It would also mark roughly eight weeks until Christmas. Silver has told the union that there would be at least eight weeks between an agreement and the formal starting of next season. Talks between the NBA and union have been productive on making the necessary financial allowances on 2020-2021 salary cap and luxury tax thresholds to account for the massive losses in revenues from the pandemic, sources said.
Ongoing talks are centering on increased escrow taken from players' salaries, sources said. The league and union are still awaiting full audits on the Basketball Related Income that accounts for the league's 51-49 revenue split with players. The NBA and NBPA are working on resetting of the 2020-21 salary-cap and luxury-tax numbers based upon those audits and financial projections for the next year. This allows for teams, agents and players to have more time to prepare for the financial realities of the pandemic's impact on the league. As the NBA Draft approaches on Nov. 18 -- and free agency expected to start soon after -- teams are anxious for the league to reach an agreement with the union and deliver them more certainty on the cap and tax bills.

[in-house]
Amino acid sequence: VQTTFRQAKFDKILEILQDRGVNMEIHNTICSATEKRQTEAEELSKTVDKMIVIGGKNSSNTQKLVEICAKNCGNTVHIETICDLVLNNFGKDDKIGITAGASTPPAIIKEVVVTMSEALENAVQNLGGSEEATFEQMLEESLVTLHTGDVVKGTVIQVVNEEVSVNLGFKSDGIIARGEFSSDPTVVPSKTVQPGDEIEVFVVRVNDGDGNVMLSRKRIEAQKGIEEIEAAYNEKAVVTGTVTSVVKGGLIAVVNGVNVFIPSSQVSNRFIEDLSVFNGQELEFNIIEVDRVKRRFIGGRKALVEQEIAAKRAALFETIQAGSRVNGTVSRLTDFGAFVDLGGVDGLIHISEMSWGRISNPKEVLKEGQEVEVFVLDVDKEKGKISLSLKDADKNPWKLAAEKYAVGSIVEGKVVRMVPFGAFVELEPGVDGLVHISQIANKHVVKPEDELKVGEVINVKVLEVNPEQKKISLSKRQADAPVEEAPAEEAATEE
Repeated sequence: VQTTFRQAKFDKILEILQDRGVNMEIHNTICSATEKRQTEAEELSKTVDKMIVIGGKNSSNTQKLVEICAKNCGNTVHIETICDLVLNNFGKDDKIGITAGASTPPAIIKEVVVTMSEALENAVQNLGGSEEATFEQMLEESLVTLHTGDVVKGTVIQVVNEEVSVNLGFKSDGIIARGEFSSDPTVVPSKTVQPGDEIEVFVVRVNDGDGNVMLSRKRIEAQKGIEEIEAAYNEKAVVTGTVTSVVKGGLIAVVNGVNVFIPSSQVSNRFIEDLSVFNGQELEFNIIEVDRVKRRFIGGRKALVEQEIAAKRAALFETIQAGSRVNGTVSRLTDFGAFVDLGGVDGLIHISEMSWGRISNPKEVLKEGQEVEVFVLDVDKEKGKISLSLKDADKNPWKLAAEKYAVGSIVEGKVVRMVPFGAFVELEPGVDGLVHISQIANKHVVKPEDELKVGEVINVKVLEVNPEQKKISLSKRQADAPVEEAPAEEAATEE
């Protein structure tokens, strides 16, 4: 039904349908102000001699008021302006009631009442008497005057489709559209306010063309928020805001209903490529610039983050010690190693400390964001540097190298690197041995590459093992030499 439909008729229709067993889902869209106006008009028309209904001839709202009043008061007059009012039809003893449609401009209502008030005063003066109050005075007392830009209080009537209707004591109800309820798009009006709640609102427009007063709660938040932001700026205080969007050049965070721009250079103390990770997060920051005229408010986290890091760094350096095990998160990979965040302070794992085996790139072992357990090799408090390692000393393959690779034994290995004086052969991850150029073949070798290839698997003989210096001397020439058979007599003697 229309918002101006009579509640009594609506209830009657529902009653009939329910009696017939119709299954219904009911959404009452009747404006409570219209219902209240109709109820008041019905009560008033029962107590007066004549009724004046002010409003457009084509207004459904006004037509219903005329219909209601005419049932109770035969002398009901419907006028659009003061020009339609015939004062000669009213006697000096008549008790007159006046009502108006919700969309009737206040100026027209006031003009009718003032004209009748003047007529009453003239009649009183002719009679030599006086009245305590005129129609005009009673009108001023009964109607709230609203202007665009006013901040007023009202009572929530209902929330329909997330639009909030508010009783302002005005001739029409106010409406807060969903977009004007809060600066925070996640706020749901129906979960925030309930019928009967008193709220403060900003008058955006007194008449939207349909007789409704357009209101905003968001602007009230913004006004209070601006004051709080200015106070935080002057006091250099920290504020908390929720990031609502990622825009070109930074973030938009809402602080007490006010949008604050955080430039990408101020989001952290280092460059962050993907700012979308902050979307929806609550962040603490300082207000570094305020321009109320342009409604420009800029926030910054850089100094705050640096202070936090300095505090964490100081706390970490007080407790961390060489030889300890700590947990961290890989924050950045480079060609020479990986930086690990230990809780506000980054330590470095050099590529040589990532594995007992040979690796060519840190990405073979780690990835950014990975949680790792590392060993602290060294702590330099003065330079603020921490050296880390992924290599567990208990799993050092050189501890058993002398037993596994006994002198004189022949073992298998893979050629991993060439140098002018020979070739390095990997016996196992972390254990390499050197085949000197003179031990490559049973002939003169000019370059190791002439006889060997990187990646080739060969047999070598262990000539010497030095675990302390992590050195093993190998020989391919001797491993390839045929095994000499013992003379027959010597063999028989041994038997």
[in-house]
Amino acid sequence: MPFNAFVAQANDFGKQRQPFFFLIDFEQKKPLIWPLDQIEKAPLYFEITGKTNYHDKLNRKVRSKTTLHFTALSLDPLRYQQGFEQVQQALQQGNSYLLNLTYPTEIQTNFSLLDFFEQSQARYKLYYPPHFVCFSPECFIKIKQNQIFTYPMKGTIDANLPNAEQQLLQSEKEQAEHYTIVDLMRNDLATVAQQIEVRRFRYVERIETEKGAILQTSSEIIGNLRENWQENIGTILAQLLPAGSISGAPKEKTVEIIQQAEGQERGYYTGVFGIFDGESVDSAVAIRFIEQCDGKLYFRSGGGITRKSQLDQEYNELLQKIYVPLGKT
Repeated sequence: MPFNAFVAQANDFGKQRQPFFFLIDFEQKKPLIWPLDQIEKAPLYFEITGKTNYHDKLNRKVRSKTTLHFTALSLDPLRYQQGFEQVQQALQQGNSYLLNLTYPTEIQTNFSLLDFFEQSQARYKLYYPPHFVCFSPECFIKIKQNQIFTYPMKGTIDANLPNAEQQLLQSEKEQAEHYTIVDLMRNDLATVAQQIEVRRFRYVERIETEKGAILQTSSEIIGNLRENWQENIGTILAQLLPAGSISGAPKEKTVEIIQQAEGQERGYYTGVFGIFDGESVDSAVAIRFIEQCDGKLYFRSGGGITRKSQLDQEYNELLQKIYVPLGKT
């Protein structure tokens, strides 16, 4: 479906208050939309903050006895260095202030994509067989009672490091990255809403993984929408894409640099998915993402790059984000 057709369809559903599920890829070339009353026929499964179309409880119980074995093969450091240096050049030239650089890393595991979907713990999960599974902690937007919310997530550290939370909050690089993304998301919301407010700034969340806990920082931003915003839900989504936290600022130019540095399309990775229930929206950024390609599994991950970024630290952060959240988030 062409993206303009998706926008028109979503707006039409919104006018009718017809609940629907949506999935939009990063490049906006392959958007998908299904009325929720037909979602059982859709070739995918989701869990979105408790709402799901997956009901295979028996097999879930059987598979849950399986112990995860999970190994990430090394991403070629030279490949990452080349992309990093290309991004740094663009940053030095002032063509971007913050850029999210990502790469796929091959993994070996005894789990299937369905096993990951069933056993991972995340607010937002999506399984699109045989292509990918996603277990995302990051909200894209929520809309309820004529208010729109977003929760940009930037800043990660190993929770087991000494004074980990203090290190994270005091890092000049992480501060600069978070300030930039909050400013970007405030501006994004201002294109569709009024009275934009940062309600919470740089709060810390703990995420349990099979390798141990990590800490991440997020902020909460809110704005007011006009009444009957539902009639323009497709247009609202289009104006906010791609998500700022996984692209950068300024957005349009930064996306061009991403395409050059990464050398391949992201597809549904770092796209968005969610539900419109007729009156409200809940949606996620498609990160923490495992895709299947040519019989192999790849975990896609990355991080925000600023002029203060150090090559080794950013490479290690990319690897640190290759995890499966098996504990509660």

June 28, 2022 | 3:09 am EDT Update
Jake Fischer on Jalen Brunson: From everything I’ve heard, it really does sound like things have shifted, and he is more more likely than not to become a member of the Knicks as opposed to the Dallas Mavericks.
“Kevin Durant was very loyal to Kyrie Irving through this process… So the expectation right now is that Kevin Durant & Kyrie Irving will move forward for the Nets on this roster this year.” 🗣️ Adrian Wojnarowski